Mean Deviation is an amazing compendium of everything weird in the world of metal—a book as grand and unlikely as the music it documents. Jeff Wagner, former Metal Maniacs editor and all-round musical guru, approaches the subject with good humour and a wisdom gleaned from decades of serious metal geekery. When he notes that Death put out 25 demo tapes leading up to their debut album, you suspect he’s got them all stashed in a shoebox, probably in chronological order. Whether you figure prog metal begins and ends with Dream Theater, or whether you started taking math lessons from the Dillinger Escape Plan’s Calculating Infinity, prepare for a schooling from Mr. Wagner.
Wrangling a discussion of such a diverse genre into some semblance of order would have stopped most writers at the first draft stage, but Wagner had the zeal to sort it all out. It’s more or less a chronological journey, starting with an overview of progressive rock’s dark leanings and early kinship with heavy metal, then turning to that key moment in metal history when Black Sabbath brought in Rick Wakeman for Sabbath Bloody Sabbath (“arguably the first progressive metal album” says Wagner). From there, he covers the indelibly influential Rush, then pinpoints the prog-rock influences found in Iron Maiden, Mercyful Fate, Metallica, and Megadeth before arriving at the meat of the prog-metal matter with the big three: Queensrÿche, Fates Warning and Dream Theater.
The book then caroms from band to band, organizing them into clusters from certain eras and scenes—avant-thrashers Voivod and Celtic Frost, Florida’s Death/Atheist/Cynic triumvirate, Swedish Death Metal, and Norwegian weirdoes Arcturus, Solefald, Ulver and In the Woods. Wagner’s admirably inclusive approach ensures they all get their due.
If anything’s lacking, it’s a narrative thread—there’s no single story arc that we can follow through the book. The subject matter is too large and scattershot, I suppose. Instead we get dozens of short stories—bands forming, experimenting, making that artistic breakthrough, and then either succumbing to commerciality or disbanding due to industry confusion or indifference. In the absence of a main human interest story, perhaps the hero of the book is the music itself, as it struggled for acceptance during metal’s ascent in the 1980s, reached an artistic apex in the underground circa 1993, and eventually found a sizable niche in the anything-goes musical climate of today. If anything, that’s the story secreted within Mean Deviation’s 350-plus pages.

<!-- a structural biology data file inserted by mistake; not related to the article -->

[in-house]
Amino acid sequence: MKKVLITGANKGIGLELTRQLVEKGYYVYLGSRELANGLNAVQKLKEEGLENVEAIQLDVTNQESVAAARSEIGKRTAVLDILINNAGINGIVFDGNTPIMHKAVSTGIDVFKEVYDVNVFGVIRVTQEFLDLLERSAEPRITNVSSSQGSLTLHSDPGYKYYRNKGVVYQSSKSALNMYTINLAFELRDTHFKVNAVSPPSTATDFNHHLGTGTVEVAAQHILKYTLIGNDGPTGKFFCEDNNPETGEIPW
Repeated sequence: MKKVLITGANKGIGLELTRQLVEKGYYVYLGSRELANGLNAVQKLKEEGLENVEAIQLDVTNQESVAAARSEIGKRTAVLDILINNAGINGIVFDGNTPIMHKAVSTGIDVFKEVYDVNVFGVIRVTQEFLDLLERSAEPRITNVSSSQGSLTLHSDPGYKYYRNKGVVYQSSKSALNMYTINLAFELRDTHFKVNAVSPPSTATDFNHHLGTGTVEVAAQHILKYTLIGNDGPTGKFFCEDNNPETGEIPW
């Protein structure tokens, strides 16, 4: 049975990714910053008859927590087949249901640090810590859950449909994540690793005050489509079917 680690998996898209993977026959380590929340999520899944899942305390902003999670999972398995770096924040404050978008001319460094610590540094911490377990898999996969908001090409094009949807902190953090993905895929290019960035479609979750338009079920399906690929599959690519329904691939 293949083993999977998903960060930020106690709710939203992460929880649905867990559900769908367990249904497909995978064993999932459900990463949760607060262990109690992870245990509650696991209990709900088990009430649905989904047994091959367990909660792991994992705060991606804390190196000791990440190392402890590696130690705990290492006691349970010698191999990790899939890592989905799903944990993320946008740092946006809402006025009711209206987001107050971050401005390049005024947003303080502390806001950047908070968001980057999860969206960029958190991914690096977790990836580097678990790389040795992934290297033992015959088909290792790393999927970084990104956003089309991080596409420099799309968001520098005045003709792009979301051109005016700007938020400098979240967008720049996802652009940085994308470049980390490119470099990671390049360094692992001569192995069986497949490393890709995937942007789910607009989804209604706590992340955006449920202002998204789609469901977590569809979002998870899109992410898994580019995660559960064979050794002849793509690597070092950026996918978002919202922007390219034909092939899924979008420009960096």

During its survey of bands, albums and trends, the book touches on several worthwhile issues, including the nature of progressive music itself. Is “progressive” a formula—long songs, complex time signatures, ambitious concepts— to be slavishly replicated by band after band striving for progressive “authenticity,” or does “progressive” mean actual musical progress over the course of a band’s existence, a series of courageous artistic leaps that may even include embracing a somewhat commercial approach? Wagner, it’s clear, favours the brave ones, and forgives the occasional misstep if it leads to something interesting, as exemplified by his enthusiasm for Voivod’s Angel Rat.
Another interesting angle that the book follows is that of the record labels and the people who have championed and funded such precarious artistic ventures. In talking to Jim Pitulski of Inside Out, Ken Golden from Sensory/The Laser’s Edge, and Andreas Katsambas from The End Records, Wagner gives us a sense of who’s scouting the talent and catering to the demanding, diverse prog-metal audience. They all have interesting things to say about their own personal tastes and the nature of progressive metal itself, and I would have welcomed even more commentary from them, especially regarding Katsambas’s directing his label away from the metal scene.
As if we needed reminding that we live in the true north, prog and free, Canada is well represented in the book with coverage of Obliveon, DBC, Gorguts, Unexpect, Devin Townsend, along with the aforementioned Voivod and Rush. It’s superbly indexed, nicely illustrated, with sidebars featuring lists and assorted prog-metal curios.
Wagner has done us a great service by getting all the craziness down for posterity. If you were there when this music emerged, it’ll send you scuttling back to your record collection to rediscover the many classics lovingly described within. If you’re joining the prog-fest already in progress, let this book be your guide. A world of wonders awaits.